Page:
Sunday, 26 June 2016

A Contrast of Prides

Yesterday I went to London Pride. I came back tired and happy, and planning to write this post. Then this morning I read a post from B.A. Brock. Please read his blog. I think the contrast is really telling. This is my third Pride. I went years ago with my girlfriend, her sister and my friend. Walking in the parade was the first time I was comfortable holding my girlfriend's hand in public. Bear in mind I was forty before I acknowledged openly that I wasn't straight, so Pride has a special place in my heart.

I spent yesterday in Trafalgar Square in London with the lovely JL Merrow. I came back from Pride tired, sun-baked but happy, as I'd spent the day surrounded by people where I didn't have to filter who I am. That was the message for 2016 London Pride. #nofilter.




I know Pride has the reputation for scantily clad young guys, but in London they'd probably freeze their nuts off. Oh dear, Sue, you're showing your age. I can't talk about that side of Pride but let me talk about it from a dumpy middle-aged bisexual's point of view. In the queue to get in, we met Matt. That's what I love about queues. You get to talk to really interesting people. We talked about our writing, London theatre and had a laugh about the Bible 'enthusiasts'. Matt wanted to blow glitter in their faces, which was a lot politer than our desire to harangue them with Bible verses.

We got in early, found a bench and a glass of wine, and watched the opening number from the stage show, Kinky Boots. The opening entertainment was much better than last year. After we'd been slowly cooked in the sun we wandered around the square. Were there stalls last year? Anyway, more wine, more entertainment, and sunbathing, and people watching. I loved seeing the confidence people had together. I loved rainbows and people dressed up, especially the guy in seventies gear and the gold shoes.

Then it was time to see the parade - kind of. The joys of being a short-arse is I only saw the heads of a few people and the buses/floats. But we got to cheer everyone. The kid playing disinterestedly with his DS on the bus made me and Jamie laugh. There were a huge number of banners for Orlando. I was pleased that a Christian group got huge cheers, as did a trans group (I mention this specifically), and the police/emergency services. I was surrounded by same-sex couples happy to kiss and cuddle in public.

The last thing we did (and yes it was very middle age/middle class of us) was get out of the sun by popping in the National Gallery for a cream tea. Yum!! I was facing the window, and I could see a reflection of two policemen. I'd just said to Jamie that it must be a boring job, having to stand in one place all day, then a young man bounced up (literally) and kissed one of them. It made my day.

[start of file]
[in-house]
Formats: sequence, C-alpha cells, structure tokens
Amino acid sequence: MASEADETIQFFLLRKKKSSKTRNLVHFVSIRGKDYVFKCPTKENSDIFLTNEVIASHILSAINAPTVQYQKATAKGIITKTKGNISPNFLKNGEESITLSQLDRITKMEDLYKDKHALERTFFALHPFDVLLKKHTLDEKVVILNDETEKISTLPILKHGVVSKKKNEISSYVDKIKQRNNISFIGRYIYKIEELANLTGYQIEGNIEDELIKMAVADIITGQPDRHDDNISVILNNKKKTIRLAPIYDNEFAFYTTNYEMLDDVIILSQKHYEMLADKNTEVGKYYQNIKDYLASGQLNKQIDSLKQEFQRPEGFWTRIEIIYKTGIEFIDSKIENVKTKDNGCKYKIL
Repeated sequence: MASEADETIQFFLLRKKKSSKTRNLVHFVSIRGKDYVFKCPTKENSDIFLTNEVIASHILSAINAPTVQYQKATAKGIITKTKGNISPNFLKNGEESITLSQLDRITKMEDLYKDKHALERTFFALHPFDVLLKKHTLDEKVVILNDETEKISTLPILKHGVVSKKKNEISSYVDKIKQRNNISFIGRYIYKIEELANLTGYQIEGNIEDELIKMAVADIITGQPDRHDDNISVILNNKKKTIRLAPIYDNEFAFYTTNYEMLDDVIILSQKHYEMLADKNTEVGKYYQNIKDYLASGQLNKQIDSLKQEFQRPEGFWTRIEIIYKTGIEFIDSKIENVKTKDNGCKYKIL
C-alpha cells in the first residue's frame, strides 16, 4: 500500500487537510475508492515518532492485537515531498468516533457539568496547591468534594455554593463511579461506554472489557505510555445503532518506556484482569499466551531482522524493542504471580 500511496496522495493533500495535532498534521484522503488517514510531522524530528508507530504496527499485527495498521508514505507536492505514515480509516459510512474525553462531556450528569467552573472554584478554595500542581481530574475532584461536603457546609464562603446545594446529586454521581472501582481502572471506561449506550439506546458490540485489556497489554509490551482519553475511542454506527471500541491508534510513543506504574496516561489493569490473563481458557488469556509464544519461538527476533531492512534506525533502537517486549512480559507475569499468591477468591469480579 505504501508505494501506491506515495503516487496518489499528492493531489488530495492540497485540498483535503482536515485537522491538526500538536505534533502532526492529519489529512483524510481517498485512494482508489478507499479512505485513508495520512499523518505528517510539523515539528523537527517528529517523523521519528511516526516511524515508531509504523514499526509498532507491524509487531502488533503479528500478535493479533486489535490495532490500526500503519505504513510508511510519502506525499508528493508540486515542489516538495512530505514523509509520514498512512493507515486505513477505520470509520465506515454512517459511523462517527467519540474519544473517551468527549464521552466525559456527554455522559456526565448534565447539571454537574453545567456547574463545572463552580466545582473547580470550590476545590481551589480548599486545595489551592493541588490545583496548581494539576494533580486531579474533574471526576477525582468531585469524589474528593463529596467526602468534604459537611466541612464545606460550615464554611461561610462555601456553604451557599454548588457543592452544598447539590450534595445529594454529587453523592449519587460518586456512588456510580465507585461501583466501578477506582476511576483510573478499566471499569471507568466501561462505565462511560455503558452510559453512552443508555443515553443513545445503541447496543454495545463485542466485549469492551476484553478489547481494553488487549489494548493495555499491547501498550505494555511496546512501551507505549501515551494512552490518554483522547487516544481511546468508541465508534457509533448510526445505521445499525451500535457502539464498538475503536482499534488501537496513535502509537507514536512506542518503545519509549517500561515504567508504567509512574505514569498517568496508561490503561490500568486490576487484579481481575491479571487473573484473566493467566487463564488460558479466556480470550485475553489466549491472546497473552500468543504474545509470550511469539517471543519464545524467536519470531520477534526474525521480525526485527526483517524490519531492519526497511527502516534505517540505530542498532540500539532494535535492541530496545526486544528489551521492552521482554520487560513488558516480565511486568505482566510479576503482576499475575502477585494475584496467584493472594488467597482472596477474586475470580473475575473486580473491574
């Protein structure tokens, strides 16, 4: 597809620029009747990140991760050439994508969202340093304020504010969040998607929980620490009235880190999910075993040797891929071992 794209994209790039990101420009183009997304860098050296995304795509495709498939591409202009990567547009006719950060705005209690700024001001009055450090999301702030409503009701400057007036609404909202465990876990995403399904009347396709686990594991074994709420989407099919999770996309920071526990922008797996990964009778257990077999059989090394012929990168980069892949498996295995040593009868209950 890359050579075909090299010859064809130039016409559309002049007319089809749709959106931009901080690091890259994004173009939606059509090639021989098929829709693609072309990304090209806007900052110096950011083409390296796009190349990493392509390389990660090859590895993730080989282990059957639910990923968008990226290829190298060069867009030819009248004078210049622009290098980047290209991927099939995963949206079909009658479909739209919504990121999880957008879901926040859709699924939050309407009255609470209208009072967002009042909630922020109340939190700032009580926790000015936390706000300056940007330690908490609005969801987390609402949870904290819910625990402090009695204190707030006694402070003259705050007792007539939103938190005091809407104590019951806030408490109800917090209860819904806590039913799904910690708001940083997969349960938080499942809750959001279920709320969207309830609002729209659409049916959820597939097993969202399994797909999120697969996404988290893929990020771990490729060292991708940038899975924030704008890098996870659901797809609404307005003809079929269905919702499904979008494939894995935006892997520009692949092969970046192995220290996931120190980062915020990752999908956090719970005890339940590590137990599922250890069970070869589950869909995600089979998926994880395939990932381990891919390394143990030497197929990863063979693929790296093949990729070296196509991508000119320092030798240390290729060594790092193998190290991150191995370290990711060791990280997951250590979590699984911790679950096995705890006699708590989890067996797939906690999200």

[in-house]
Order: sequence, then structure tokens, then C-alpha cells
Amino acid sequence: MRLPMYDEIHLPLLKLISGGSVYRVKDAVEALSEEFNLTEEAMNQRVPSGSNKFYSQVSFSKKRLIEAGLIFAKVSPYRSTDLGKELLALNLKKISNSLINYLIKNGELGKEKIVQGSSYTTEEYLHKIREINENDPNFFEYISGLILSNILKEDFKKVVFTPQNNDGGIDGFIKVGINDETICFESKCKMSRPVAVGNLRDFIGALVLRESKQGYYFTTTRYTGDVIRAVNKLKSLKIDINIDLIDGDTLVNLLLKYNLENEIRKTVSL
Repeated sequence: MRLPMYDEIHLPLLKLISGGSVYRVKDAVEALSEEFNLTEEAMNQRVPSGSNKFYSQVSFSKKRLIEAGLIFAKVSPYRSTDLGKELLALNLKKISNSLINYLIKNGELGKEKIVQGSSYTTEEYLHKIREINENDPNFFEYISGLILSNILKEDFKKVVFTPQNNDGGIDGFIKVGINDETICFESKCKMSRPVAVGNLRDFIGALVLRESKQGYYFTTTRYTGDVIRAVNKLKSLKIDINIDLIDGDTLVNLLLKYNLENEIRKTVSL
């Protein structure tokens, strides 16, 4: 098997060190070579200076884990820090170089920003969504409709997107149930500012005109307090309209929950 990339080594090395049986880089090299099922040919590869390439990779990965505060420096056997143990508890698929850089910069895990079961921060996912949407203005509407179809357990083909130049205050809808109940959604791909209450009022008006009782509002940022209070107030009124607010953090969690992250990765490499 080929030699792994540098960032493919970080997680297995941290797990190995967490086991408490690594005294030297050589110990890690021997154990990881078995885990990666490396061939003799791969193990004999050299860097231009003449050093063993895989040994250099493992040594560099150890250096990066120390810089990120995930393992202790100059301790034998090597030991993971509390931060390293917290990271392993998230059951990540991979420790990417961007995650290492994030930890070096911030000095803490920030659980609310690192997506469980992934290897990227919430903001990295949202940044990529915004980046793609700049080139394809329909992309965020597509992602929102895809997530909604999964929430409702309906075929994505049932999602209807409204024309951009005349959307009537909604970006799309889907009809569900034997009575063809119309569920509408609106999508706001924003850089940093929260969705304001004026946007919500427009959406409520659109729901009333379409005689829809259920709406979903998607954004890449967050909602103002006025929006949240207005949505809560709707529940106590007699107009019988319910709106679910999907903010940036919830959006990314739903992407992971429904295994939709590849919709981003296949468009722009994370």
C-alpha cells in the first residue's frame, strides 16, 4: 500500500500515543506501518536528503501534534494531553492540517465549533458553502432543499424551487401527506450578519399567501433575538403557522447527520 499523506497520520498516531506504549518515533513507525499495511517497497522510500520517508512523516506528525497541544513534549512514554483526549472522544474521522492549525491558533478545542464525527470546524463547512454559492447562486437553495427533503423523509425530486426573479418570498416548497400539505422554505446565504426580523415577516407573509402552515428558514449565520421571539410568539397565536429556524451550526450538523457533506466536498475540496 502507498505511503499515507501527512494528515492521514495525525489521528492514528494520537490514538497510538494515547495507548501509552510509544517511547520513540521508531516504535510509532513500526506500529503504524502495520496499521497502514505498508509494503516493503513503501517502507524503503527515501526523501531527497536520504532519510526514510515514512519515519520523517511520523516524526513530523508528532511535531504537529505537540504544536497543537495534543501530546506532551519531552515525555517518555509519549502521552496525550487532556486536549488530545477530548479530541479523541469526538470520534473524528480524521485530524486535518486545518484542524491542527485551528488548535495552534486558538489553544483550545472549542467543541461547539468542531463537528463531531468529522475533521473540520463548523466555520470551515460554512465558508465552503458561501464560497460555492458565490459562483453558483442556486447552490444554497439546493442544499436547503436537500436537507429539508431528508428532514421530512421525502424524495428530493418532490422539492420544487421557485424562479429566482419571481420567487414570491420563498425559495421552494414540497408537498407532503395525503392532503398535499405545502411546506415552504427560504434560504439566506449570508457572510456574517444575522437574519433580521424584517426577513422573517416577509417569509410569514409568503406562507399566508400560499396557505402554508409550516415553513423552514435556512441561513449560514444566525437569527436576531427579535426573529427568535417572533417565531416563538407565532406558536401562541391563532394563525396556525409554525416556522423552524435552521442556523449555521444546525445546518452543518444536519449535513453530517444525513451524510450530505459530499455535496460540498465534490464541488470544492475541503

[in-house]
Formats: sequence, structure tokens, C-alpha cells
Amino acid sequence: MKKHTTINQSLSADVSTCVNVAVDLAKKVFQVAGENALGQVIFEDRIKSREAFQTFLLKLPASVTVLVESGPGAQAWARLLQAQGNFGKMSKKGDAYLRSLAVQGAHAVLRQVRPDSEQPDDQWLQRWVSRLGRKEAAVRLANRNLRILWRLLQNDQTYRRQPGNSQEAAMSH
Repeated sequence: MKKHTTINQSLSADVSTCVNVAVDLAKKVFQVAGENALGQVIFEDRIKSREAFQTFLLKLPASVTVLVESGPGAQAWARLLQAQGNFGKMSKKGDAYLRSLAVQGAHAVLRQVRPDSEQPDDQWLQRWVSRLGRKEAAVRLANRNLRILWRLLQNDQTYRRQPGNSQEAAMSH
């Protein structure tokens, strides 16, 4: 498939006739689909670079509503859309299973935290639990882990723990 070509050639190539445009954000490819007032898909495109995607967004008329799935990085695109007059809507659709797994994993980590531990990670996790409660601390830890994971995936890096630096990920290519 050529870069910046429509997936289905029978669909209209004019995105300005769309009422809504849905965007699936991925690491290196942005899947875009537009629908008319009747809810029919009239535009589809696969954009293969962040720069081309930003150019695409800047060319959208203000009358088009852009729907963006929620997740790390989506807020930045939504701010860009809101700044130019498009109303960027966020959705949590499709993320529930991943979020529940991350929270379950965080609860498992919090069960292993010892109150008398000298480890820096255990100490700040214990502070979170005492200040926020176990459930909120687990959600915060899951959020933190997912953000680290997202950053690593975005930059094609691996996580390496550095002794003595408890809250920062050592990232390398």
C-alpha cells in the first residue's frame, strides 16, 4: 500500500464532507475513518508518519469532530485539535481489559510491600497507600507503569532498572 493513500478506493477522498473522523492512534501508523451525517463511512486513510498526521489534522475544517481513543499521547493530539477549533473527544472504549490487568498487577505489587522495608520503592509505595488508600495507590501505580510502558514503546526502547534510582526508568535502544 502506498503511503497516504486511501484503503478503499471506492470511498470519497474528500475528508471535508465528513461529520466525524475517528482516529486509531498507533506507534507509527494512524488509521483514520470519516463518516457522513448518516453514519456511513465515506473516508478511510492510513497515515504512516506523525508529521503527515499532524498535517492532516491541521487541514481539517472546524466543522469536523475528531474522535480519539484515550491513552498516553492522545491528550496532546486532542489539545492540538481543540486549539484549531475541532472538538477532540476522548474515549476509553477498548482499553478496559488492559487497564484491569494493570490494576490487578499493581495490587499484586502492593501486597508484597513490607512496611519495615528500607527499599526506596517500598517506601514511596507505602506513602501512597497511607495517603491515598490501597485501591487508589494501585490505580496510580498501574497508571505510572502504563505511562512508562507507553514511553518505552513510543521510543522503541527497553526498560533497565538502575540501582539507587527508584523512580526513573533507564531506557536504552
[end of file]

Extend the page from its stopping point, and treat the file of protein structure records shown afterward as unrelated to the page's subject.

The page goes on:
I know the Pride celebrations carried on all night. Matt, wherever you are, I hope you had a great time!

I didn't take any photos because my phone is being a total arse with the battery. But I'm sure you'd like to see these tweets. This is what my Pride is about.



  

This was my Pride. Relaxing, joy, people having fun. Proposals, cheering and sore feet. I wasn't there long. I'm not and never have been a party animal, but I had an afternoon of fun. The predicted rain and thunderstorms held off although there was a dramatic clap of thunder as I walked back across the bridge to Waterloo station. I grinned as a shriek rose from the crowd I'd just left.

This morning I read this post on B.A. Brock's blog, IT’S PRIDE! HUMANS WELCOME (Down for transitioning gender, be back soon), an anonymous guest post talking about Pride and being transgender in a community that doesn’t always embrace the “T” in LGBTQ+. I asked B.A. if I could link it here.
It felt like there was some unspoken rule that if you are transitioning you need to stay in your closet and don’t come out until we can’t tell you apart. I also didn’t pass for a lesbian (or dyke either). Read the rest here.
I don't want to speak for the blogger, so please go and read this blog. Yes, I'm 'old', but there were plenty of people like me at Pride, men and women of all ages. As a trans group walked passed in the parade everyone was cheering. I never thought to question how individual trans people were treated. It was a wake-up call for this cis female. 




4 comments:

  1. Great post Sue, I'm so glad you enjoyed Pride. Dermot and I went to our first ever Pride yesterday and had the most wonderful day too. The only discordant note in the parade was a group of transgender 'youngsters' (remember, I'm more or less your age) wearing all black and carrying signs saying 'stop killing us'. I guess we still have a long ways to go.

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    1. We have a very long way to go with trans equality. It's like being back in the sixties again with their attitudes.

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    2. I hit send too soon. I mean society's attitudes.

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  2. That sounds like a wonderful day. :)

    I read the post by B A Brock's guest yesterday and it was heartbreaking. I have no idea how to make it better. Being alone in a crowd where everyone is enjoying themselves in happy company is horrible, but far worse when one can't see anywhere one could fit in. I hope that person's pride experience is better next year.

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